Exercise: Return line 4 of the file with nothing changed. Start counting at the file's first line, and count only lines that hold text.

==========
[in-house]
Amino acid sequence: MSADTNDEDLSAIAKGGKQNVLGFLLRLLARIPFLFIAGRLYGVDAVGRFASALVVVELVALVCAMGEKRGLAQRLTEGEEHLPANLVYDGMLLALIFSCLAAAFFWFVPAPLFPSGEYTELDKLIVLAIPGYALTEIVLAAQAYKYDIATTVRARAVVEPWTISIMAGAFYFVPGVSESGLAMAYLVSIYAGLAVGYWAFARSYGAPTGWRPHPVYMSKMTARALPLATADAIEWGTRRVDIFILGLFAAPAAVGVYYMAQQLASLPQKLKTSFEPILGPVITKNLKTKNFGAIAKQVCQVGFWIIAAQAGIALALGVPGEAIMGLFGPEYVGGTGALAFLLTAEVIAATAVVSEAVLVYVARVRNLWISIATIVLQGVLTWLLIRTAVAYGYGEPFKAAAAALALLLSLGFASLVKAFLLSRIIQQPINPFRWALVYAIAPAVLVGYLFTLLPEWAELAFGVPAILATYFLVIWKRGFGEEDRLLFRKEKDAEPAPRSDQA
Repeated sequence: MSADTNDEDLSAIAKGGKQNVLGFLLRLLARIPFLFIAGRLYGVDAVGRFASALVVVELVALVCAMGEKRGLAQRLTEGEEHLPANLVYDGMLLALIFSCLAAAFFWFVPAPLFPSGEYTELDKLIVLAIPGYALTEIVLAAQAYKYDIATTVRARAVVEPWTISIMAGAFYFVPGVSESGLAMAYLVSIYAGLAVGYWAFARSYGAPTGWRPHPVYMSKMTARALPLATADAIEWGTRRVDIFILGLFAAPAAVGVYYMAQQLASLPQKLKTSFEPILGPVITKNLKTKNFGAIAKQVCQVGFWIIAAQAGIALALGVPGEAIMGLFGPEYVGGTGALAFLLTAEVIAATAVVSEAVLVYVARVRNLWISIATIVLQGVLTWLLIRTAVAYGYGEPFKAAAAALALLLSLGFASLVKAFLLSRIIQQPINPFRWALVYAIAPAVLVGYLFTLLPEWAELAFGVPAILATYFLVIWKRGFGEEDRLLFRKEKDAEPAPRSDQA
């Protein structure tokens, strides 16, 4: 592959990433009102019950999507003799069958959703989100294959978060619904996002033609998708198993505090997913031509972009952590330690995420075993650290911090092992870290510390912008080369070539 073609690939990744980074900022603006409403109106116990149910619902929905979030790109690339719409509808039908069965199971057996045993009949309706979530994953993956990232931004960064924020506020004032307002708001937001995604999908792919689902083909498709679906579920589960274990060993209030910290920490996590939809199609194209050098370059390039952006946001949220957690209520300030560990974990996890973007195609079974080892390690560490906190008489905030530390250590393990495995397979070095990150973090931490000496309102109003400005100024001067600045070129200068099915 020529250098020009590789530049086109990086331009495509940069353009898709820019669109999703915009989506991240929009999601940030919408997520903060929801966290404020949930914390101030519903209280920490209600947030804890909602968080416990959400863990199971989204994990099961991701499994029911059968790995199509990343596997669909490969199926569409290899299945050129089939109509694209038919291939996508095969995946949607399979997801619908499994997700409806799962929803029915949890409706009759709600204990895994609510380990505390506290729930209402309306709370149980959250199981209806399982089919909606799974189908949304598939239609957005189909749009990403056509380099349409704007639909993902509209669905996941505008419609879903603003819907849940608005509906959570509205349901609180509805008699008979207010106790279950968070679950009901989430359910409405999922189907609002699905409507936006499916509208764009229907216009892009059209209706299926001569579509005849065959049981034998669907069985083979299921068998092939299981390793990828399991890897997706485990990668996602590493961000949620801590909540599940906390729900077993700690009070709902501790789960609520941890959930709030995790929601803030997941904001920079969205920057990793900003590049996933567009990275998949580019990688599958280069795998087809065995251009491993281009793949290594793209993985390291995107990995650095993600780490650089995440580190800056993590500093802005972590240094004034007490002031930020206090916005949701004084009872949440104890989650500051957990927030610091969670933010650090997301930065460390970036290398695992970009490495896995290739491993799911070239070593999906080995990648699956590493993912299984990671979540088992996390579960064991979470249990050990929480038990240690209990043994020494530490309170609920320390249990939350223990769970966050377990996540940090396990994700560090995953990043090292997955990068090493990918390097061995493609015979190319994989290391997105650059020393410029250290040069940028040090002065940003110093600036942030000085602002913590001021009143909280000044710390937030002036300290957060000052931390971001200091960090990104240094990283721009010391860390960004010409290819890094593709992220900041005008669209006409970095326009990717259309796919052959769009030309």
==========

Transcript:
């Protein structure tokens, strides 16, 4: 592959990433009102019950999507003799069958959703989100294959978060619904996002033609998708198993505090997913031509972009952590330690995420075993650290911090092992870290510390912008080369070539 073609690939990744980074900022603006409403109106116990149910619902929905979030790109690339719409509808039908069965199971057996045993009949309706979530994953993956990232931004960064924020506020004032307002708001937001995604999908792919689902083909498709679906579920589960274990060993209030910290920490996590939809199609194209050098370059390039952006946001949220957690209520300030560990974990996890973007195609079974080892390690560490906190008489905030530390250590393990495995397979070095990150973090931490000496309102109003400005100024001067600045070129200068099915 020529250098020009590789530049086109990086331009495509940069353009898709820019669109999703915009989506991240929009999601940030919408997520903060929801966290404020949930914390101030519903209280920490209600947030804890909602968080416990959400863990199971989204994990099961991701499994029911059968790995199509990343596997669909490969199926569409290899299945050129089939109509694209038919291939996508095969995946949607399979997801619908499994997700409806799962929803029915949890409706009759709600204990895994609510380990505390506290729930209402309306709370149980959250199981209806399982089919909606799974189908949304598939239609957005189909749009990403056509380099349409704007639909993902509209669905996941505008419609879903603003819907849940608005509906959570509205349901609180509805008699008979207010106790279950968070679950009901989430359910409405999922189907609002699905409507936006499916509208764009229907216009892009059209209706299926001569579509005849065959049981034998669907069985083979299921068998092939299981390793990828399991890897997706485990990668996602590493961000949620801590909540599940906390729900077993700690009070709902501790789960609520941890959930709030995790929601803030997941904001920079969205920057990793900003590049996933567009990275998949580019990688599958280069795998087809065995251009491993281009793949290594793209993985390291995107990995650095993600780490650089995440580190800056993590500093802005972590240094004034007490002031930020206090916005949701004084009872949440104890989650500051957990927030610091969670933010650090997301930065460390970036290398695992970009490495896995290739491993799911070239070593999906080995990648699956590493993912299984990671979540088992996390579960064991979470249990050990929480038990240690209990043994020494530490309170609920320390249990939350223990769970966050377990996540940090396990994700560090995953990043090292997955990068090493990918390097061995493609015979190319994989290391997105650059020393410029250290040069940028040090002065940003110093600036942030000085602002913590001021009143909280000044710390937030002036300290957060000052931390971001200091960090990104240094990283721009010391860390960004010409290819890094593709992220900041005008669209006409970095326009990717259309796919052959769009030309």